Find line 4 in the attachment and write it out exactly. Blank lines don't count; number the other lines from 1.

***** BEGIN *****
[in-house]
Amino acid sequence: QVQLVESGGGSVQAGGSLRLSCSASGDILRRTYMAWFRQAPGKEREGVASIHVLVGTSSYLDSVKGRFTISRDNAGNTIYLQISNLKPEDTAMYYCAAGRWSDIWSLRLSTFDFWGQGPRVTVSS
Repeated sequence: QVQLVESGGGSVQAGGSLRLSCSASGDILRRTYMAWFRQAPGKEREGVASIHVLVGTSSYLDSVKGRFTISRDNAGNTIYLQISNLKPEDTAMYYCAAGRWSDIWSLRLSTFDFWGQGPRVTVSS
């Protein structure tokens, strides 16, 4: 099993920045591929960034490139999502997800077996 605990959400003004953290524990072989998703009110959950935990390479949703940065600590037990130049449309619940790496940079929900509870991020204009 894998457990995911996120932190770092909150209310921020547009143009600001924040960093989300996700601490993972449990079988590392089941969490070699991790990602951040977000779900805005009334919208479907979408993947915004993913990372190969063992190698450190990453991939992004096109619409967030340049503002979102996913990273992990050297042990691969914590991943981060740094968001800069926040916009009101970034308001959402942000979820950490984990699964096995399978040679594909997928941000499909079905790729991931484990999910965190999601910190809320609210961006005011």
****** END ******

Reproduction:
């Protein structure tokens, strides 16, 4: 099993920045591929960034490139999502997800077996 605990959400003004953290524990072989998703009110959950935990390479949703940065600590037990130049449309619940790496940079929900509870991020204009 894998457990995911996120932190770092909150209310921020547009143009600001924040960093989300996700601490993972449990079988590392089941969490070699991790990602951040977000779900805005009334919208479907979408993947915004993913990372190969063992190698450190990453991939992004096109619409967030340049503002979102996913990273992990050297042990691969914590991943981060740094968001800069926040916009009101970034308001959402942000979820950490984990699964096995399978040679594909997928941000499909079905790729991931484990999910965190999601910190809320609210961006005011």